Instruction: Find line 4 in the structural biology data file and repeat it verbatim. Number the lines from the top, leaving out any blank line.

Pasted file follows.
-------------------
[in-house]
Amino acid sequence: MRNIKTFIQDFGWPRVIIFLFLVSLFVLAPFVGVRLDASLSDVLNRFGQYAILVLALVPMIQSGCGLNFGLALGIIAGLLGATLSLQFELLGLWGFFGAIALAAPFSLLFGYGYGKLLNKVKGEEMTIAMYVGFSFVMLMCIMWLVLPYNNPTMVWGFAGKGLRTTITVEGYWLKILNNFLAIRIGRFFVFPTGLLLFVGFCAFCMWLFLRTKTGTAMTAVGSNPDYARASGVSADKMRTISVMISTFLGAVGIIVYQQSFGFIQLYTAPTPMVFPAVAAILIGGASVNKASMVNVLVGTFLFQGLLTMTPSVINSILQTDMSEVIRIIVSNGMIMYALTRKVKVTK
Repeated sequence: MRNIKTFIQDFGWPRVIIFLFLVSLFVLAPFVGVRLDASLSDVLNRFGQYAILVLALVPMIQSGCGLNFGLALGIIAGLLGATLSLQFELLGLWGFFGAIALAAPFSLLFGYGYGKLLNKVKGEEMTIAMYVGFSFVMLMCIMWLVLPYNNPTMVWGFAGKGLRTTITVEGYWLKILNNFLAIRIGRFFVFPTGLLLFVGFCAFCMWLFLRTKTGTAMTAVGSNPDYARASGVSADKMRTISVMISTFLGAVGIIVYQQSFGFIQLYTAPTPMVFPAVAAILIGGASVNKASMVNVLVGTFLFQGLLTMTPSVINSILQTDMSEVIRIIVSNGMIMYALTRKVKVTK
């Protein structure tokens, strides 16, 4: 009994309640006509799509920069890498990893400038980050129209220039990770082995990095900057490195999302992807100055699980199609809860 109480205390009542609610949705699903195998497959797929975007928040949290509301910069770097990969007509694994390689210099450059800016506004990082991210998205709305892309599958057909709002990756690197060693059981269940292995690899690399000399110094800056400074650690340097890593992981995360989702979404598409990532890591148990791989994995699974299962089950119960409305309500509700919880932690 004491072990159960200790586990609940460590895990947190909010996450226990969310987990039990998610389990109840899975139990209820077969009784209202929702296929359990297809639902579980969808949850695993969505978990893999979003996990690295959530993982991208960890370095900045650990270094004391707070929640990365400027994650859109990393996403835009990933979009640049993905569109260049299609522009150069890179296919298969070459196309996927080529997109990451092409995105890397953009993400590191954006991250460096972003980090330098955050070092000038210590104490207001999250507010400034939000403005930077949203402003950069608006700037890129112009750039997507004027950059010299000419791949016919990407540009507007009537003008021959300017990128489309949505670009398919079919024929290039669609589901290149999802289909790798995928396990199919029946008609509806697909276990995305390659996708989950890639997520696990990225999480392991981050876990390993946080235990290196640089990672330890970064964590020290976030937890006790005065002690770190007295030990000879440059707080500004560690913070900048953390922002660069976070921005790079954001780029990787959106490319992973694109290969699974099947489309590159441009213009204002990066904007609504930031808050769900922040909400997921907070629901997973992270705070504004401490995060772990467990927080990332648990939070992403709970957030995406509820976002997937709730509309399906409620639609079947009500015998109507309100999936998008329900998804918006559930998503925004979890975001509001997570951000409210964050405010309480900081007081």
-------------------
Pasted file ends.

């Protein structure tokens, strides 16, 4: 009994309640006509799509920069890498990893400038980050129209220039990770082995990095900057490195999302992807100055699980199609809860 109480205390009542609610949705699903195998497959797929975007928040949290509301910069770097990969007509694994390689210099450059800016506004990082991210998205709305892309599958057909709002990756690197060693059981269940292995690899690399000399110094800056400074650690340097890593992981995360989702979404598409990532890591148990791989994995699974299962089950119960409305309500509700919880932690 004491072990159960200790586990609940460590895990947190909010996450226990969310987990039990998610389990109840899975139990209820077969009784209202929702296929359990297809639902579980969808949850695993969505978990893999979003996990690295959530993982991208960890370095900045650990270094004391707070929640990365400027994650859109990393996403835009990933979009640049993905569109260049299609522009150069890179296919298969070459196309996927080529997109990451092409995105890397953009993400590191954006991250460096972003980090330098955050070092000038210590104490207001999250507010400034939000403005930077949203402003950069608006700037890129112009750039997507004027950059010299000419791949016919990407540009507007009537003008021959300017990128489309949505670009398919079919024929290039669609589901290149999802289909790798995928396990199919029946008609509806697909276990995305390659996708989950890639997520696990990225999480392991981050876990390993946080235990290196640089990672330890970064964590020290976030937890006790005065002690770190007295030990000879440059707080500004560690913070900048953390922002660069976070921005790079954001780029990787959106490319992973694109290969699974099947489309590159441009213009204002990066904007609504930031808050769900922040909400997921907070629901997973992270705070504004401490995060772990467990927080990332648990939070992403709970957030995406509820976002997937709730509309399906409620639609079947009500015998109507309100999936998008329900998804918006559930998503925004979890975001509001997570951000409210964050405010309480900081007081």